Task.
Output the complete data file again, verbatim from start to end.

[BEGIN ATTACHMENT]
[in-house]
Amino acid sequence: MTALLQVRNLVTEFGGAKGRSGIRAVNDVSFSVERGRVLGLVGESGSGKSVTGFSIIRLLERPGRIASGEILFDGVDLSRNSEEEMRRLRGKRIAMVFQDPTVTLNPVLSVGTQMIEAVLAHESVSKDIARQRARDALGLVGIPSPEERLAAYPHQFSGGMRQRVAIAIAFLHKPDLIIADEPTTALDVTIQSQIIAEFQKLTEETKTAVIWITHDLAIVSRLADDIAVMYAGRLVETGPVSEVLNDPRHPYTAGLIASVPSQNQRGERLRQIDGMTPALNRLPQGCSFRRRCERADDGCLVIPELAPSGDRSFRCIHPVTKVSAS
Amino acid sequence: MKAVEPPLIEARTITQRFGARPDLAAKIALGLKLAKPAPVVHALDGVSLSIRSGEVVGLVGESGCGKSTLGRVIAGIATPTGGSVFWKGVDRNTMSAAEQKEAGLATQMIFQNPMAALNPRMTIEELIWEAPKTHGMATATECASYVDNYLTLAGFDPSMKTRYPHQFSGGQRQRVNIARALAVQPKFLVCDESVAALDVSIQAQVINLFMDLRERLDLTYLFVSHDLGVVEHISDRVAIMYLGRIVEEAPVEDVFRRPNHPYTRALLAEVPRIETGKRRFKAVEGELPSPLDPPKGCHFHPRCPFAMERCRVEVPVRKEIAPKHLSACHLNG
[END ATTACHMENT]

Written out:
[in-house]
Amino acid sequence: MTALLQVRNLVTEFGGAKGRSGIRAVNDVSFSVERGRVLGLVGESGSGKSVTGFSIIRLLERPGRIASGEILFDGVDLSRNSEEEMRRLRGKRIAMVFQDPTVTLNPVLSVGTQMIEAVLAHESVSKDIARQRARDALGLVGIPSPEERLAAYPHQFSGGMRQRVAIAIAFLHKPDLIIADEPTTALDVTIQSQIIAEFQKLTEETKTAVIWITHDLAIVSRLADDIAVMYAGRLVETGPVSEVLNDPRHPYTAGLIASVPSQNQRGERLRQIDGMTPALNRLPQGCSFRRRCERADDGCLVIPELAPSGDRSFRCIHPVTKVSAS
Amino acid sequence: MKAVEPPLIEARTITQRFGARPDLAAKIALGLKLAKPAPVVHALDGVSLSIRSGEVVGLVGESGCGKSTLGRVIAGIATPTGGSVFWKGVDRNTMSAAEQKEAGLATQMIFQNPMAALNPRMTIEELIWEAPKTHGMATATECASYVDNYLTLAGFDPSMKTRYPHQFSGGQRQRVNIARALAVQPKFLVCDESVAALDVSIQAQVINLFMDLRERLDLTYLFVSHDLGVVEHISDRVAIMYLGRIVEEAPVEDVFRRPNHPYTRALLAEVPRIETGKRRFKAVEGELPSPLDPPKGCHFHPRCPFAMERCRVEVPVRKEIAPKHLSACHLNG